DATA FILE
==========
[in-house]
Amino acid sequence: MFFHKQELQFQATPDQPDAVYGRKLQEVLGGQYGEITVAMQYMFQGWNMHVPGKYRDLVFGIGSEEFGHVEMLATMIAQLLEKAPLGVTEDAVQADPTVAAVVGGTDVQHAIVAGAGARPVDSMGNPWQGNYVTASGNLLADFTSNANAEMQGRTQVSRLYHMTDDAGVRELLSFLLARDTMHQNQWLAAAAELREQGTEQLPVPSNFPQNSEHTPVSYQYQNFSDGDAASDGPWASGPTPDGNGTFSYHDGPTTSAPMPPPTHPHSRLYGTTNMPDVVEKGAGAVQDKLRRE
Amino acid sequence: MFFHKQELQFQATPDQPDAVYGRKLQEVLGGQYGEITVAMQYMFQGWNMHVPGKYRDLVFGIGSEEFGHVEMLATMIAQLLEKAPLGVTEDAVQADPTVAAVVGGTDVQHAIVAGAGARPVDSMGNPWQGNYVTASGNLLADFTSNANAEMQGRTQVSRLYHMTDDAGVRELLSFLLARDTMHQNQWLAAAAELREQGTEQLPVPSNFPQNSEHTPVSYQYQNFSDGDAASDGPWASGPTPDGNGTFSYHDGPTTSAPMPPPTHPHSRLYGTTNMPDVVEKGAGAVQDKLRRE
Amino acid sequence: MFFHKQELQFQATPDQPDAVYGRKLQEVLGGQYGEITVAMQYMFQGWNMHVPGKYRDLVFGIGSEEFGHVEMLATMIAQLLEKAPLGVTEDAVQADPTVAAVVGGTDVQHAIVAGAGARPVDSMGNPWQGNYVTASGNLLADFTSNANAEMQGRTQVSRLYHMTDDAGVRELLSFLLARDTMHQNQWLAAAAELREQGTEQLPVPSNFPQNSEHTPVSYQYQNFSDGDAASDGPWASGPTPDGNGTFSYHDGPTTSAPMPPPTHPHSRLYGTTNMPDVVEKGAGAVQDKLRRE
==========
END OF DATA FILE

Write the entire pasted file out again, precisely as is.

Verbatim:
[in-house]
Amino acid sequence: MFFHKQELQFQATPDQPDAVYGRKLQEVLGGQYGEITVAMQYMFQGWNMHVPGKYRDLVFGIGSEEFGHVEMLATMIAQLLEKAPLGVTEDAVQADPTVAAVVGGTDVQHAIVAGAGARPVDSMGNPWQGNYVTASGNLLADFTSNANAEMQGRTQVSRLYHMTDDAGVRELLSFLLARDTMHQNQWLAAAAELREQGTEQLPVPSNFPQNSEHTPVSYQYQNFSDGDAASDGPWASGPTPDGNGTFSYHDGPTTSAPMPPPTHPHSRLYGTTNMPDVVEKGAGAVQDKLRRE
Amino acid sequence: MFFHKQELQFQATPDQPDAVYGRKLQEVLGGQYGEITVAMQYMFQGWNMHVPGKYRDLVFGIGSEEFGHVEMLATMIAQLLEKAPLGVTEDAVQADPTVAAVVGGTDVQHAIVAGAGARPVDSMGNPWQGNYVTASGNLLADFTSNANAEMQGRTQVSRLYHMTDDAGVRELLSFLLARDTMHQNQWLAAAAELREQGTEQLPVPSNFPQNSEHTPVSYQYQNFSDGDAASDGPWASGPTPDGNGTFSYHDGPTTSAPMPPPTHPHSRLYGTTNMPDVVEKGAGAVQDKLRRE
Amino acid sequence: MFFHKQELQFQATPDQPDAVYGRKLQEVLGGQYGEITVAMQYMFQGWNMHVPGKYRDLVFGIGSEEFGHVEMLATMIAQLLEKAPLGVTEDAVQADPTVAAVVGGTDVQHAIVAGAGARPVDSMGNPWQGNYVTASGNLLADFTSNANAEMQGRTQVSRLYHMTDDAGVRELLSFLLARDTMHQNQWLAAAAELREQGTEQLPVPSNFPQNSEHTPVSYQYQNFSDGDAASDGPWASGPTPDGNGTFSYHDGPTTSAPMPPPTHPHSRLYGTTNMPDVVEKGAGAVQDKLRRE